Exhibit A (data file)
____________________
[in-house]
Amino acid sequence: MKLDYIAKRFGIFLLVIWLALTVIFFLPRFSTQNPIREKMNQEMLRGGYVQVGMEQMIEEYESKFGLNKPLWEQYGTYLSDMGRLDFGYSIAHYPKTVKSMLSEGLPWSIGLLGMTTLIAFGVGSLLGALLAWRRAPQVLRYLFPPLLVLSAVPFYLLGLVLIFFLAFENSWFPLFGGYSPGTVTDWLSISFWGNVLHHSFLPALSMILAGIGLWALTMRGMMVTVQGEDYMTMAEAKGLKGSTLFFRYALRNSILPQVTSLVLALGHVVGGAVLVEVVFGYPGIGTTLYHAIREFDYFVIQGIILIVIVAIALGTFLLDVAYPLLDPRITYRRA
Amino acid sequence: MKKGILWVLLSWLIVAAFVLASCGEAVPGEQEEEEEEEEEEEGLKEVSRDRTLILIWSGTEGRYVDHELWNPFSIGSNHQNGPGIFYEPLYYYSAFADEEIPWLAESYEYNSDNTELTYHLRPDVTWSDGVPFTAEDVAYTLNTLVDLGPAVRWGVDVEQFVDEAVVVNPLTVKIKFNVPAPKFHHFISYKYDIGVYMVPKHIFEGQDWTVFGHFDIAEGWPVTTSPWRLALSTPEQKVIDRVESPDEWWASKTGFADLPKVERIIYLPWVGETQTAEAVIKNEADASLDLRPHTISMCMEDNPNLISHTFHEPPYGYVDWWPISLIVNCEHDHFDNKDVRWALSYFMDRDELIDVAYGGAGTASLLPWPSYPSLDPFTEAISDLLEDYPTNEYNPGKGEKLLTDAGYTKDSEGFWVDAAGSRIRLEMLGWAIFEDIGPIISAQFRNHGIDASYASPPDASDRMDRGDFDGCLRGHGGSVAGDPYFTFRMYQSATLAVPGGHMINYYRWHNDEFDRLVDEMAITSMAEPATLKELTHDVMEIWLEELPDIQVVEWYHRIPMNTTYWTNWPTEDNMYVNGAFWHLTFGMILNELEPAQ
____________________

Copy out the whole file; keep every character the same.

[in-house]
Amino acid sequence: MKLDYIAKRFGIFLLVIWLALTVIFFLPRFSTQNPIREKMNQEMLRGGYVQVGMEQMIEEYESKFGLNKPLWEQYGTYLSDMGRLDFGYSIAHYPKTVKSMLSEGLPWSIGLLGMTTLIAFGVGSLLGALLAWRRAPQVLRYLFPPLLVLSAVPFYLLGLVLIFFLAFENSWFPLFGGYSPGTVTDWLSISFWGNVLHHSFLPALSMILAGIGLWALTMRGMMVTVQGEDYMTMAEAKGLKGSTLFFRYALRNSILPQVTSLVLALGHVVGGAVLVEVVFGYPGIGTTLYHAIREFDYFVIQGIILIVIVAIALGTFLLDVAYPLLDPRITYRRA
Amino acid sequence: MKKGILWVLLSWLIVAAFVLASCGEAVPGEQEEEEEEEEEEEGLKEVSRDRTLILIWSGTEGRYVDHELWNPFSIGSNHQNGPGIFYEPLYYYSAFADEEIPWLAESYEYNSDNTELTYHLRPDVTWSDGVPFTAEDVAYTLNTLVDLGPAVRWGVDVEQFVDEAVVVNPLTVKIKFNVPAPKFHHFISYKYDIGVYMVPKHIFEGQDWTVFGHFDIAEGWPVTTSPWRLALSTPEQKVIDRVESPDEWWASKTGFADLPKVERIIYLPWVGETQTAEAVIKNEADASLDLRPHTISMCMEDNPNLISHTFHEPPYGYVDWWPISLIVNCEHDHFDNKDVRWALSYFMDRDELIDVAYGGAGTASLLPWPSYPSLDPFTEAISDLLEDYPTNEYNPGKGEKLLTDAGYTKDSEGFWVDAAGSRIRLEMLGWAIFEDIGPIISAQFRNHGIDASYASPPDASDRMDRGDFDGCLRGHGGSVAGDPYFTFRMYQSATLAVPGGHMINYYRWHNDEFDRLVDEMAITSMAEPATLKELTHDVMEIWLEELPDIQVVEWYHRIPMNTTYWTNWPTEDNMYVNGAFWHLTFGMILNELEPAQ